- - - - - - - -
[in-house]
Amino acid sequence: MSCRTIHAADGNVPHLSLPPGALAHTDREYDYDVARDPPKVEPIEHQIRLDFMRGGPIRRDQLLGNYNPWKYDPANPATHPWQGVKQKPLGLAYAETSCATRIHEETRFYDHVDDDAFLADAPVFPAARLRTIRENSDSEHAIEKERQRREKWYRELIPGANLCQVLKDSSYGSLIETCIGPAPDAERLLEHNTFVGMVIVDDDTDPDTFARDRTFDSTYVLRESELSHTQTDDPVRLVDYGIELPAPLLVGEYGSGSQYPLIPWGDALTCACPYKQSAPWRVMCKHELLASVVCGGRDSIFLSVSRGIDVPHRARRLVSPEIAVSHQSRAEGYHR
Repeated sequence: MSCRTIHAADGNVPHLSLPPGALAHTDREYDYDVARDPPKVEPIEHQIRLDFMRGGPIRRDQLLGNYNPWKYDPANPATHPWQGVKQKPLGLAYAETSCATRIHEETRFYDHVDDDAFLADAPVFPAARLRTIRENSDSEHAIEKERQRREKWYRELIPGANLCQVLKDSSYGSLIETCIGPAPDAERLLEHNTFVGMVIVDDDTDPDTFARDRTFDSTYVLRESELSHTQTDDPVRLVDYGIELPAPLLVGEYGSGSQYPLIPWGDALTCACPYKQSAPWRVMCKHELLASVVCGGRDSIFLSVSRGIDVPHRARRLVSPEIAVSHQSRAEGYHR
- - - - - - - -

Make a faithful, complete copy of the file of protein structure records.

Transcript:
[in-house]
Amino acid sequence: MSCRTIHAADGNVPHLSLPPGALAHTDREYDYDVARDPPKVEPIEHQIRLDFMRGGPIRRDQLLGNYNPWKYDPANPATHPWQGVKQKPLGLAYAETSCATRIHEETRFYDHVDDDAFLADAPVFPAARLRTIRENSDSEHAIEKERQRREKWYRELIPGANLCQVLKDSSYGSLIETCIGPAPDAERLLEHNTFVGMVIVDDDTDPDTFARDRTFDSTYVLRESELSHTQTDDPVRLVDYGIELPAPLLVGEYGSGSQYPLIPWGDALTCACPYKQSAPWRVMCKHELLASVVCGGRDSIFLSVSRGIDVPHRARRLVSPEIAVSHQSRAEGYHR
Repeated sequence: MSCRTIHAADGNVPHLSLPPGALAHTDREYDYDVARDPPKVEPIEHQIRLDFMRGGPIRRDQLLGNYNPWKYDPANPATHPWQGVKQKPLGLAYAETSCATRIHEETRFYDHVDDDAFLADAPVFPAARLRTIRENSDSEHAIEKERQRREKWYRELIPGANLCQVLKDSSYGSLIETCIGPAPDAERLLEHNTFVGMVIVDDDTDPDTFARDRTFDSTYVLRESELSHTQTDDPVRLVDYGIELPAPLLVGEYGSGSQYPLIPWGDALTCACPYKQSAPWRVMCKHELLASVVCGGRDSIFLSVSRGIDVPHRARRLVSPEIAVSHQSRAEGYHR